Voilà! The Diane Middlebrook Memorial Writers’ Residence has been launched. I attended the dedication ceremony this afternoon, way up in forested hills around LaHonda, Skyline, and Woodside. (I wrote about the venture earlier, here.) Got mightily lost, too.
Renowned chemist, novelist, and playwright Carl Djerassi, Diane Middlebrook‘s husband, assured the 50 or 60 gathered in the brilliant August day about the “green” nature of the four new domiciles built in memory of the gifted and groundbreaking biographer, who died in 2007. The Djerassi Resident Artists Program currently hosts about 60 artists a year. The spare new residences, overlooking the hills, will add a few more.
The 87-year-old Djerassi read a poem written by the person who had been the second oldest resident ever – Janet Lewis, the wife (and by then widow) of legendary Yvor Winters. She was 90 at the time – two years younger than the composer who holds the record in the program. The poem Carl read, “Landscape near Bear Gulch Road,” had been written during her residency.
Carl recalled his wife worked only on ambitious projects. When her cancer diagnosis gave her only months to live, she turned to her personal brand of therapy, he said – that is, “to immerse yourself totally in intellectual work.” Middlebrook tackled a biography of Ovid, which, “though unfinished, has been published posthumously in portions as ‘A Roman in his Prime’ in the Norton Critical edition of Ovid’s Metamorphoses; and as ‘Ovid Is Born,’ in Feminist Studies,” according to the program’s website. I had wondered what happened to it.
Until today, I wasn’t aware that Dana Gioia, Diane’s student, had published the author’s only collection of poems, Gin Considered as a Demon, in 1983, when he was editing a series of chapbooks for Elysian Press. He waved the volume at the gathering. He also waved the battered paperback of Wallace Stevens‘s poems that he had studied with Diane way back in 1971.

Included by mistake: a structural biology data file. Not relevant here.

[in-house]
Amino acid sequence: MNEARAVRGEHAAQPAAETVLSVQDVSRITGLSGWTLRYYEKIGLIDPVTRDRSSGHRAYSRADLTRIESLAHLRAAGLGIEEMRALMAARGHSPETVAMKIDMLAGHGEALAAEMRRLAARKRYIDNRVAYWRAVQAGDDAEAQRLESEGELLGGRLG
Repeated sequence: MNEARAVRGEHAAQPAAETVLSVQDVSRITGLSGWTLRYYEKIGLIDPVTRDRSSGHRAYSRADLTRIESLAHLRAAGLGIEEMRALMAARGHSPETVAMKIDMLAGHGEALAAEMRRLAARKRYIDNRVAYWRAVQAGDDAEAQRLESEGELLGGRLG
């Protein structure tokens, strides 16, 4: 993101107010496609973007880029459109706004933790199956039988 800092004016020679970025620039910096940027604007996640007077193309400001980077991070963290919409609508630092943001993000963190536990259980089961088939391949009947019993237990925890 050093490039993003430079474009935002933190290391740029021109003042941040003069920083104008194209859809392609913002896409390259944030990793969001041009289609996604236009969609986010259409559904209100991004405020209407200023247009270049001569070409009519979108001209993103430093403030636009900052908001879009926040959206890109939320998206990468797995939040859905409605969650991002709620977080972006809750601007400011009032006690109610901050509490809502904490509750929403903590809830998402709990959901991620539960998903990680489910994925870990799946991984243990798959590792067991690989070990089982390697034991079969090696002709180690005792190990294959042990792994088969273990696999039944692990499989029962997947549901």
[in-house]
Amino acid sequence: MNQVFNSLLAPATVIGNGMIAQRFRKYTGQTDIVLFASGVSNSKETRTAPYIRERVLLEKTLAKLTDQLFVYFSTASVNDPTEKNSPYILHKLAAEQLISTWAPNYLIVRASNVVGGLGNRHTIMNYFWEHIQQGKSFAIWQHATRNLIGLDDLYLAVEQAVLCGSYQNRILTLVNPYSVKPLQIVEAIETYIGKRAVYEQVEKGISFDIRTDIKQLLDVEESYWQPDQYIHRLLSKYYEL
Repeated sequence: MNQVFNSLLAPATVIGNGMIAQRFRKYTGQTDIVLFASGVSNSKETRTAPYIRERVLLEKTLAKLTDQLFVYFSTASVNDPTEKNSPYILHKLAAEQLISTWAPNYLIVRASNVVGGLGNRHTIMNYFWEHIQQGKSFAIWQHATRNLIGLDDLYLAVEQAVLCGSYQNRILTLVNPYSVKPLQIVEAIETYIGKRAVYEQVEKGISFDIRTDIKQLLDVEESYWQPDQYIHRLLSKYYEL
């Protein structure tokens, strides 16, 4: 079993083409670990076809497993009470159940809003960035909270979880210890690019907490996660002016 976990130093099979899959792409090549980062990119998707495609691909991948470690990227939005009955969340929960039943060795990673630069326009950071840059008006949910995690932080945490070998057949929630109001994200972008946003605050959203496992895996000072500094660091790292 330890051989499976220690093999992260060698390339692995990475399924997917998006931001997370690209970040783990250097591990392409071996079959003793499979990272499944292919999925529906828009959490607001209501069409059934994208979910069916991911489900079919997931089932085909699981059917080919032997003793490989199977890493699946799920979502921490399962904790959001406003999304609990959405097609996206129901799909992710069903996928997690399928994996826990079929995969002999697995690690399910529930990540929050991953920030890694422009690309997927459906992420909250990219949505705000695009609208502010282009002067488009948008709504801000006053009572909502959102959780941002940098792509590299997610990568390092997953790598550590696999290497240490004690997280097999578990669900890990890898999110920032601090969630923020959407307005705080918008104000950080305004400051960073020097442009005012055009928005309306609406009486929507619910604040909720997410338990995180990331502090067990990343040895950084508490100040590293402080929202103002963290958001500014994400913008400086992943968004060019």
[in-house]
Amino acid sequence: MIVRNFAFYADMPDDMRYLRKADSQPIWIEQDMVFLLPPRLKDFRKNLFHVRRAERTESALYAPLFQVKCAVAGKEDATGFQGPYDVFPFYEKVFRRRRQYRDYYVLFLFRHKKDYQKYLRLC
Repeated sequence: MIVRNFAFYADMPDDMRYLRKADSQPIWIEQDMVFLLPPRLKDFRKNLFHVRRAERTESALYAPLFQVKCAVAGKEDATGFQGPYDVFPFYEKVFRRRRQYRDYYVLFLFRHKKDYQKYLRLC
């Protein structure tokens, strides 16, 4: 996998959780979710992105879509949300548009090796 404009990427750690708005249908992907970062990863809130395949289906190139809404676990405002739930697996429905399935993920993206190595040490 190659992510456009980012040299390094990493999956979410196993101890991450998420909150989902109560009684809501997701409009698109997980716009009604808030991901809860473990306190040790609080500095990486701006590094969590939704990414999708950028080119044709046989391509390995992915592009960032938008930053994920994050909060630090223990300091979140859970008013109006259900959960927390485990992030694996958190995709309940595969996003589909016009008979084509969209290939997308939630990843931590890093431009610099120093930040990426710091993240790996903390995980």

He described Diane Middlebrook as “above all, radiant.” Such people are rare, he said: “in the warmth, enlightenment, and clarity of their presence we discover ourselves.”
Dana read Stevens’s “Final Soliloquy.” But Diane’s daughter, Leah Middlebrook, read a rapt and haunting poem that Dana had composed at the Djerassi home-in-the-hills, “Becoming a Redwood.” It concludes:
Something moves nearby. Coyotes hunt
these hills and packs of feral dogs.
But standing here at night accepts all that.
You are your own pale shadow in the quarter moon,
moving more slowly than the crippled stars,
part of the moonlight as the moonlight falls,
Part of the grass that answers the wind,
part of the midnight’s watchfulness that knows
there is no silence but when danger comes.